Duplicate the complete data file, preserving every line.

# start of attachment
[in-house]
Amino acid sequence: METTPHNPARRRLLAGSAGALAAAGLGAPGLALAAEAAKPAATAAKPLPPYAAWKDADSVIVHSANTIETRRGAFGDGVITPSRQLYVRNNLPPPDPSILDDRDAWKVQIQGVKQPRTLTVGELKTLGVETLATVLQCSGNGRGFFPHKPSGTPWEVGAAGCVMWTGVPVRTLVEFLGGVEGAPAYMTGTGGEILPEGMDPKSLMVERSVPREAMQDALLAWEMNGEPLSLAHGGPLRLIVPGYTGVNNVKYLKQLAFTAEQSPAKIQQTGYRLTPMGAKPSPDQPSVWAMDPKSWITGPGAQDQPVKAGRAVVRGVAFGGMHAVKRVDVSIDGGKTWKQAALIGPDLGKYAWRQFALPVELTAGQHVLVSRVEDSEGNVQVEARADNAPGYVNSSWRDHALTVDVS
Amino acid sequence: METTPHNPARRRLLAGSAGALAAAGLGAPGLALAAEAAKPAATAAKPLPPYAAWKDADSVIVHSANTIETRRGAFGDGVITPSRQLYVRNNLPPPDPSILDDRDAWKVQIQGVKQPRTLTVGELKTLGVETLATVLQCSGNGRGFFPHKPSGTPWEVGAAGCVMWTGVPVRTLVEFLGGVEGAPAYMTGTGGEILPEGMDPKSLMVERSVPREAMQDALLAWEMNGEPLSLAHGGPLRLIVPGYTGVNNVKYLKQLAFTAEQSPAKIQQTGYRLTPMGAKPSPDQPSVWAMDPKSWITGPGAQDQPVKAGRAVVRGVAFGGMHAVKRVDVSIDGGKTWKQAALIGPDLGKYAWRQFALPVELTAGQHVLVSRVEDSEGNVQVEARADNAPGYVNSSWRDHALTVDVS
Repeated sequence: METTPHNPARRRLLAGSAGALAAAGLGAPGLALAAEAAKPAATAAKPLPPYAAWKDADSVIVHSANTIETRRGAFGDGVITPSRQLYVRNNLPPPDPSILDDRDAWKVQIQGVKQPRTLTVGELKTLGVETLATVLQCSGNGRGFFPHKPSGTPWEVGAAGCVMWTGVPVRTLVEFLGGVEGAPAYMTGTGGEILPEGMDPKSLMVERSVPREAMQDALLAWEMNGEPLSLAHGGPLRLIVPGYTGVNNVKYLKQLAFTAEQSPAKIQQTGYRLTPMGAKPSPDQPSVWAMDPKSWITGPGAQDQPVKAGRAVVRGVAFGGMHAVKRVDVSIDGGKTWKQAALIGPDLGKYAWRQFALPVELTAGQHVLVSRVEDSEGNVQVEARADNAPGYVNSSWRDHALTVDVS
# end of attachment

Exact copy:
[in-house]
Amino acid sequence: METTPHNPARRRLLAGSAGALAAAGLGAPGLALAAEAAKPAATAAKPLPPYAAWKDADSVIVHSANTIETRRGAFGDGVITPSRQLYVRNNLPPPDPSILDDRDAWKVQIQGVKQPRTLTVGELKTLGVETLATVLQCSGNGRGFFPHKPSGTPWEVGAAGCVMWTGVPVRTLVEFLGGVEGAPAYMTGTGGEILPEGMDPKSLMVERSVPREAMQDALLAWEMNGEPLSLAHGGPLRLIVPGYTGVNNVKYLKQLAFTAEQSPAKIQQTGYRLTPMGAKPSPDQPSVWAMDPKSWITGPGAQDQPVKAGRAVVRGVAFGGMHAVKRVDVSIDGGKTWKQAALIGPDLGKYAWRQFALPVELTAGQHVLVSRVEDSEGNVQVEARADNAPGYVNSSWRDHALTVDVS
Amino acid sequence: METTPHNPARRRLLAGSAGALAAAGLGAPGLALAAEAAKPAATAAKPLPPYAAWKDADSVIVHSANTIETRRGAFGDGVITPSRQLYVRNNLPPPDPSILDDRDAWKVQIQGVKQPRTLTVGELKTLGVETLATVLQCSGNGRGFFPHKPSGTPWEVGAAGCVMWTGVPVRTLVEFLGGVEGAPAYMTGTGGEILPEGMDPKSLMVERSVPREAMQDALLAWEMNGEPLSLAHGGPLRLIVPGYTGVNNVKYLKQLAFTAEQSPAKIQQTGYRLTPMGAKPSPDQPSVWAMDPKSWITGPGAQDQPVKAGRAVVRGVAFGGMHAVKRVDVSIDGGKTWKQAALIGPDLGKYAWRQFALPVELTAGQHVLVSRVEDSEGNVQVEARADNAPGYVNSSWRDHALTVDVS
Repeated sequence: METTPHNPARRRLLAGSAGALAAAGLGAPGLALAAEAAKPAATAAKPLPPYAAWKDADSVIVHSANTIETRRGAFGDGVITPSRQLYVRNNLPPPDPSILDDRDAWKVQIQGVKQPRTLTVGELKTLGVETLATVLQCSGNGRGFFPHKPSGTPWEVGAAGCVMWTGVPVRTLVEFLGGVEGAPAYMTGTGGEILPEGMDPKSLMVERSVPREAMQDALLAWEMNGEPLSLAHGGPLRLIVPGYTGVNNVKYLKQLAFTAEQSPAKIQQTGYRLTPMGAKPSPDQPSVWAMDPKSWITGPGAQDQPVKAGRAVVRGVAFGGMHAVKRVDVSIDGGKTWKQAALIGPDLGKYAWRQFALPVELTAGQHVLVSRVEDSEGNVQVEARADNAPGYVNSSWRDHALTVDVS